Remand for resentencing appropriate for juvenile homicide offender because trial court did not have benefit of Montgomery v. Lousiana (2016) 577 U.S. ___ [136 S.Ct. 718], when it found LWOP sentence was appropriate under Miller v. Alabama (2012) 567 U.S. ___ [132 S.Ct. 2455]. Padilla was sentenced to LWOP for a murder he committed when he was 16 years old. He sought resentencing after the U.S. Supreme Court decided Miller, which held that the Eighth Amendment prohibited mandatory LWOP terms for juvenile homicide offenders and required consideration of the offender’s youth and attendant characteristics before imposing an LWOP term. The trial court resentenced Padilla to LWOP; however, it did not find that Padilla was incorrigible. Padilla appealed. Held: Reversed and remanded. While Padilla’s appeal was pending, the U.S. Supreme Court decided Montgomery, which clarified that Miller bars LWOP terms “for all but the rarest of juvenile offenders, those whose crimes reflect permanent incorrigibility.” The Court of Appeal here concluded that Montgomery requires a trial court to make a finding of permanent incorrigibility before sentencing a juvenile offender to LWOP. Because the trial court in this case sentenced Padilla to LWOP without the benefit of Montgomery and did not make a finding of permanent incorrigibility, the case must be remanded for resentencing.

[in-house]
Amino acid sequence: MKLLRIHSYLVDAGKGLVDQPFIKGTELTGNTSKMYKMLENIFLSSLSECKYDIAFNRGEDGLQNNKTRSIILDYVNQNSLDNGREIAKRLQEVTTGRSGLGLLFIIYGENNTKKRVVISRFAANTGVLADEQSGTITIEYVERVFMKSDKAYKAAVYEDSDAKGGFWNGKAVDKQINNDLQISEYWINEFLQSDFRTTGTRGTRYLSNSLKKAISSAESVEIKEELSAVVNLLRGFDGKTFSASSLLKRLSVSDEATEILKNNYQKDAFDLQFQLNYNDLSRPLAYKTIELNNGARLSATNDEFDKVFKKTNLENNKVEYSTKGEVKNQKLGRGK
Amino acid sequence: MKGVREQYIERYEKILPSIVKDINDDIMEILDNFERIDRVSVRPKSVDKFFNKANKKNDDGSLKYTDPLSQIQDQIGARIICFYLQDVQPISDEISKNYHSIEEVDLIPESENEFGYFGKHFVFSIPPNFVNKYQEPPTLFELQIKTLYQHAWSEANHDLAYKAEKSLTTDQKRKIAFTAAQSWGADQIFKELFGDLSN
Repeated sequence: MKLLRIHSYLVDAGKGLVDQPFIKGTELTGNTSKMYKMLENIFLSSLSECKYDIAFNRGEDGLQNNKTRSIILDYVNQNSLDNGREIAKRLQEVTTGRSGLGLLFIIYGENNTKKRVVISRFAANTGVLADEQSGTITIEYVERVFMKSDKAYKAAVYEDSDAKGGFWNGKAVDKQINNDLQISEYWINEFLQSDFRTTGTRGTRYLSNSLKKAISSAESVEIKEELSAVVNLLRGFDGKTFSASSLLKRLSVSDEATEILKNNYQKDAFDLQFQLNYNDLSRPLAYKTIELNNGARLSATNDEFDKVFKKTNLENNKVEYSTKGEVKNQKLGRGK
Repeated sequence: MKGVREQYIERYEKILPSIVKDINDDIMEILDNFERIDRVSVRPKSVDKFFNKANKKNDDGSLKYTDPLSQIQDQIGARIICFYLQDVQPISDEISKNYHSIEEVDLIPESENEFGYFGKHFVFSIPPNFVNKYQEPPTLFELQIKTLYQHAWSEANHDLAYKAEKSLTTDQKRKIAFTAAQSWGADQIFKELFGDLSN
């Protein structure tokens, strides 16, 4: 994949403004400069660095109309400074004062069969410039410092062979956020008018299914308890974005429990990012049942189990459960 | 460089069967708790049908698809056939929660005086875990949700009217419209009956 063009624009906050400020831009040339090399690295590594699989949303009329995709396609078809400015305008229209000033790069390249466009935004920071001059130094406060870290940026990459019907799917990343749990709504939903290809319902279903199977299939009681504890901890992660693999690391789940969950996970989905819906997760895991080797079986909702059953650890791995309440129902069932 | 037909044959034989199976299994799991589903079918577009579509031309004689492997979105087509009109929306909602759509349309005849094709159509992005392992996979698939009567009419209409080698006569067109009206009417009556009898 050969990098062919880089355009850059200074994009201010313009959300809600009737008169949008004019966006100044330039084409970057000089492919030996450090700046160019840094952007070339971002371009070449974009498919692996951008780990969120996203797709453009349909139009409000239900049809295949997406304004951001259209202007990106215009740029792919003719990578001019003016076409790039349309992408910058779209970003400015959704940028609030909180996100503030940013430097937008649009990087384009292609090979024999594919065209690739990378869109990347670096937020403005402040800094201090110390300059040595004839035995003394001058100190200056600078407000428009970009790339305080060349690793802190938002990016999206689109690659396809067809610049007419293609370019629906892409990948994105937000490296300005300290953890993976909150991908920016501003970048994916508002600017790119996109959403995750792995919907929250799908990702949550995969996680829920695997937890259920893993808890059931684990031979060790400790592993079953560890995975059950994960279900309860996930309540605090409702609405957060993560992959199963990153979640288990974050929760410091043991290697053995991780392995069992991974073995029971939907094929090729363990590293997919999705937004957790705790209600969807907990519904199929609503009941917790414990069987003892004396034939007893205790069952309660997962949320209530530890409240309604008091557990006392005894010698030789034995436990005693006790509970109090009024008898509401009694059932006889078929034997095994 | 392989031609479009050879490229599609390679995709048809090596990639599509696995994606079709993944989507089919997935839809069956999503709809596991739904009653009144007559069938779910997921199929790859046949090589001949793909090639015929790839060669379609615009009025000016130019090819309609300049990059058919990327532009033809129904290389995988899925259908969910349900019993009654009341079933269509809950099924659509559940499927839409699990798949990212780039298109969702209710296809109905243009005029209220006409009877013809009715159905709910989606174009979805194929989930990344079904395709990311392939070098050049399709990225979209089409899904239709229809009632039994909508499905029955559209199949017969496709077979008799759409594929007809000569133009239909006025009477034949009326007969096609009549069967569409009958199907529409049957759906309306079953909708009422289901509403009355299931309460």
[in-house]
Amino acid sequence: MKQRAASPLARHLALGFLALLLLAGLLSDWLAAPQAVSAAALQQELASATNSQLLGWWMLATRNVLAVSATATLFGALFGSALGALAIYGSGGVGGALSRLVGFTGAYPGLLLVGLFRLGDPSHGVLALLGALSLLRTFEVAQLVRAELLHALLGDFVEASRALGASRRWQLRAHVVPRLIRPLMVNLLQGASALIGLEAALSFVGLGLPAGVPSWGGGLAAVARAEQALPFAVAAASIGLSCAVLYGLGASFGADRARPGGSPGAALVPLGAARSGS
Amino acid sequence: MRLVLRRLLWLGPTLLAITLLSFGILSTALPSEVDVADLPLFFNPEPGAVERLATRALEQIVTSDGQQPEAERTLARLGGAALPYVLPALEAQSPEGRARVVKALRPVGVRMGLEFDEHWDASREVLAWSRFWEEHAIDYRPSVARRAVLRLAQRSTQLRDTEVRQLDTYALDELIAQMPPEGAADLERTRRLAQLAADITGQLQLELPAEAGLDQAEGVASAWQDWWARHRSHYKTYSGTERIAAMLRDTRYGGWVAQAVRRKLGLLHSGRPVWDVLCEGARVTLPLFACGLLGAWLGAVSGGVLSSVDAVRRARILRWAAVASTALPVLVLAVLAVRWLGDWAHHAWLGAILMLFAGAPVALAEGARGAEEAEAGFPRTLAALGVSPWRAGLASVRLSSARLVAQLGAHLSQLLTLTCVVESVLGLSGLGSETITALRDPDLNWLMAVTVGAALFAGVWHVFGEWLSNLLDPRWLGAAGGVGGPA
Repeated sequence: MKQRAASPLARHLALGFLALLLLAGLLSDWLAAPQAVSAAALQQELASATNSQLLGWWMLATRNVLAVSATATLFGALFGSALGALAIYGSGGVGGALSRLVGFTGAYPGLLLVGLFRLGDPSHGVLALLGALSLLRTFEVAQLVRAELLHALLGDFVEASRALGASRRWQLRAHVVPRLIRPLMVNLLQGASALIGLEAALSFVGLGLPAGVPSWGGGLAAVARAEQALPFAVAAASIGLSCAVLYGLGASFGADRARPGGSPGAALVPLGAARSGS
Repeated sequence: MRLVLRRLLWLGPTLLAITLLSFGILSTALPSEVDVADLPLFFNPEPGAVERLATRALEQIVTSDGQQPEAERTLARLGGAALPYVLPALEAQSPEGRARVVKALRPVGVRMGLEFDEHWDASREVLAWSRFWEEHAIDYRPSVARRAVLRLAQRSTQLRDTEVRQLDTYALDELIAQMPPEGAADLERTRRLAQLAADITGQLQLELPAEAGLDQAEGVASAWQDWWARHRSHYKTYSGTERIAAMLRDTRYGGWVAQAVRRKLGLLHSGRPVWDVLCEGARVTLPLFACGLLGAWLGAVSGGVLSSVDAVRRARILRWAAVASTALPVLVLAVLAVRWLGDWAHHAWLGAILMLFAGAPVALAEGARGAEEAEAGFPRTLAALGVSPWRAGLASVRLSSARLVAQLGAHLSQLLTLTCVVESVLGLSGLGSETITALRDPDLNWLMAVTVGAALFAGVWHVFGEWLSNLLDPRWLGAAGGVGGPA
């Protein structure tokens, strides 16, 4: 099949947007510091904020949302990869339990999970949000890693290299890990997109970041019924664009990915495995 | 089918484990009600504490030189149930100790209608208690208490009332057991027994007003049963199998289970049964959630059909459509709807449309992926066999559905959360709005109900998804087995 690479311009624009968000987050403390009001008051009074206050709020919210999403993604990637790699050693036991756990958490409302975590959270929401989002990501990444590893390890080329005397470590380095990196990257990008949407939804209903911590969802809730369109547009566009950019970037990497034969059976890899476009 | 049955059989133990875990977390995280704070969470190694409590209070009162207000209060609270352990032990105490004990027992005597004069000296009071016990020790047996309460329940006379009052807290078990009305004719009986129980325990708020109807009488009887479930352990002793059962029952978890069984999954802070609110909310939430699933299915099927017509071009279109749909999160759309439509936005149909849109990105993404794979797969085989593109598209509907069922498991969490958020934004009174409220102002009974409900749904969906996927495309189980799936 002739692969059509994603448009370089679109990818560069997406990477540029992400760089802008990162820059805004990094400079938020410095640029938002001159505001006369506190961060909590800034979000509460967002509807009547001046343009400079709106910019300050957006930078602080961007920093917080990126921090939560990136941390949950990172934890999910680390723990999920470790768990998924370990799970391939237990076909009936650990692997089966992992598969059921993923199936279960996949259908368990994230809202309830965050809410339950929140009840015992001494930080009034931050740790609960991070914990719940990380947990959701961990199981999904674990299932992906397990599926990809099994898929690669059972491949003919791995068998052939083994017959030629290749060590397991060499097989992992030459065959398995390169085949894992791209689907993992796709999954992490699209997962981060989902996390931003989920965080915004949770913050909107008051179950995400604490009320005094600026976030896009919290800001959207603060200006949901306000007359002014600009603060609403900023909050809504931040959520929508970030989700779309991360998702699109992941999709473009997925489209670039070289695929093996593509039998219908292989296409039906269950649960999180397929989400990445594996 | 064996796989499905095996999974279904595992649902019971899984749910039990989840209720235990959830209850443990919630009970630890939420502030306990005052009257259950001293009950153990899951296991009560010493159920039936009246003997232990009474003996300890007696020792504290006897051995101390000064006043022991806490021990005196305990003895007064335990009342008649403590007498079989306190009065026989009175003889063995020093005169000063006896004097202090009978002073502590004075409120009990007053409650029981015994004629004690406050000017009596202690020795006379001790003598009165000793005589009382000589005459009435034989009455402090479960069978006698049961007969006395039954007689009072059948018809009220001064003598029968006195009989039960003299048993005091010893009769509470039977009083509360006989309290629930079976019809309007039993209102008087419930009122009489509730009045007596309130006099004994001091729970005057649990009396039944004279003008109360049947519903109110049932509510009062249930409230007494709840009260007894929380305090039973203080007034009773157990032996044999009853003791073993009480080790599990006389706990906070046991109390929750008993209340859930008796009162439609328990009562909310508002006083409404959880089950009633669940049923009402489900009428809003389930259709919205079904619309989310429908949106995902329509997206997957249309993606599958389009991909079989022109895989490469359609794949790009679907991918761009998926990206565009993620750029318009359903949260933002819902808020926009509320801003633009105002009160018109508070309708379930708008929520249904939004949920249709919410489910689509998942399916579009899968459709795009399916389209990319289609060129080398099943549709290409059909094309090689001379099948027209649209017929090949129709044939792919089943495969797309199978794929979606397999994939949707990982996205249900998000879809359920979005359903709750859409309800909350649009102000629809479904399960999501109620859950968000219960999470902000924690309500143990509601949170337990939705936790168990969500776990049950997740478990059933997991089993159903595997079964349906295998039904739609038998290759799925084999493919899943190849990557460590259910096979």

The full opinion is available on the court’s website here: http://www.courts.ca.gov/opinions/documents/B265614.PDF